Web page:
Alcohol, Health & Statistics
A paper published recently on Nature’s open-access platform Scientific Reports linked regular but low alcohol intake in mice to a reduction of certain toxins in the brain.
Some newspapers, rather predictably, ran with variations of the ‘Drink Two Pints a Day to Boost Health’ headline, ignoring that the researchers themselves state that the study “should not be viewed as a recommendation for alcohol consumption guidelines in humans”. While there is a growing body of evidence to suggest that there are many and varied health benefits associated with a degree of alcoholic intake, it is both naive and reckless to take every new positive study as an excuse to drink.
On the flip side of the beer mat, there are published studies linking even low levels of alcohol intake to increased risks of certain forms of cancer and other detrimental health impacts; this often becomes the take-home message when these studies are picked up by the wider media. However, such scientific papers highlighting the negative impacts of alcohol consumption can also contain caveats and sometimes apparently contradictory findings.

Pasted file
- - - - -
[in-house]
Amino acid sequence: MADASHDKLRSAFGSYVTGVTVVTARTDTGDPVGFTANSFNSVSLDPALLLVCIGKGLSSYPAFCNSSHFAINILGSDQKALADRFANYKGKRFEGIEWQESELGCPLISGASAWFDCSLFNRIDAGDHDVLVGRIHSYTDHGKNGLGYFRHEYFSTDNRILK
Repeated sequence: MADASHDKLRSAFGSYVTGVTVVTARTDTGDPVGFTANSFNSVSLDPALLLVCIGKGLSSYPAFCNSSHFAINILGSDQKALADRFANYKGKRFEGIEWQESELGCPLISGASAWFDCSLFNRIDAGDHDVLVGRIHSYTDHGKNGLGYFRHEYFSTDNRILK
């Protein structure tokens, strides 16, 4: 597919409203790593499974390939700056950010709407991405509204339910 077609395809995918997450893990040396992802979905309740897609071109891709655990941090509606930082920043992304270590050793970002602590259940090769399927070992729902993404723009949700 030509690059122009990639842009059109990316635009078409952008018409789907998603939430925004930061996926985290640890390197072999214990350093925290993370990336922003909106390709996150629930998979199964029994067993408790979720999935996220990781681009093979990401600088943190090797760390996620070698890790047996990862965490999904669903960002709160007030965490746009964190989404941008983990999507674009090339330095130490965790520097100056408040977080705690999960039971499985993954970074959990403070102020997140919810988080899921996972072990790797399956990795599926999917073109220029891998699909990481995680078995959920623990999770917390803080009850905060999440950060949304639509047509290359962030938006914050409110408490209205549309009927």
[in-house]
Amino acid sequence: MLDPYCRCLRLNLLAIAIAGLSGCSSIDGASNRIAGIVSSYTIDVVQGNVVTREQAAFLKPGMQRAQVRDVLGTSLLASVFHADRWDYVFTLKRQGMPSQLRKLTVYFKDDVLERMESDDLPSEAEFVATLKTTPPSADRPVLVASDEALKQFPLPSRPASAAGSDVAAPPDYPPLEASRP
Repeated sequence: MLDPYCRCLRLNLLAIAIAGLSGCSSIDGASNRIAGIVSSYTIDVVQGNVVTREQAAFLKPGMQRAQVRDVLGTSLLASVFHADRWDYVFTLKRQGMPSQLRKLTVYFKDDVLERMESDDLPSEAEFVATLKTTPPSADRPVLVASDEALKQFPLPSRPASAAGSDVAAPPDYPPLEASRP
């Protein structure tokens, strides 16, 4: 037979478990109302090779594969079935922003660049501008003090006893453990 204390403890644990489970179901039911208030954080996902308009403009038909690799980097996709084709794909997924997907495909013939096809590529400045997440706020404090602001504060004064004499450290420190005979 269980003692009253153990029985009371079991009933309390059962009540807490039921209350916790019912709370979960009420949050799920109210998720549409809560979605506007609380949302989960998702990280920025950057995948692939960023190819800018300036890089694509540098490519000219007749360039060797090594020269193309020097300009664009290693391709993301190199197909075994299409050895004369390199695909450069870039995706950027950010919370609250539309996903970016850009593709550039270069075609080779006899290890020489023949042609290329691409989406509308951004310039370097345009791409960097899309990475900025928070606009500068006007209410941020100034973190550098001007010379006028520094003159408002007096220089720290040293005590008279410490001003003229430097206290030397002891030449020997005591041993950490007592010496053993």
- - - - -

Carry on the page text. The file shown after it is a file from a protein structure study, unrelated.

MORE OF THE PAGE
For better or worse, much of science relies on statistics and, as a wise man once said, “Torture numbers and they will confess to anything”. What level of alcohol consumption is ‘good’ and what is ‘bad’ is for far more intelligent people than me to decide. However, whichever side of the divide you make your stand, cherry-picking individual studies or arguments which reinforce your viewpoint while ignoring contradictory evidence or information only causes harm.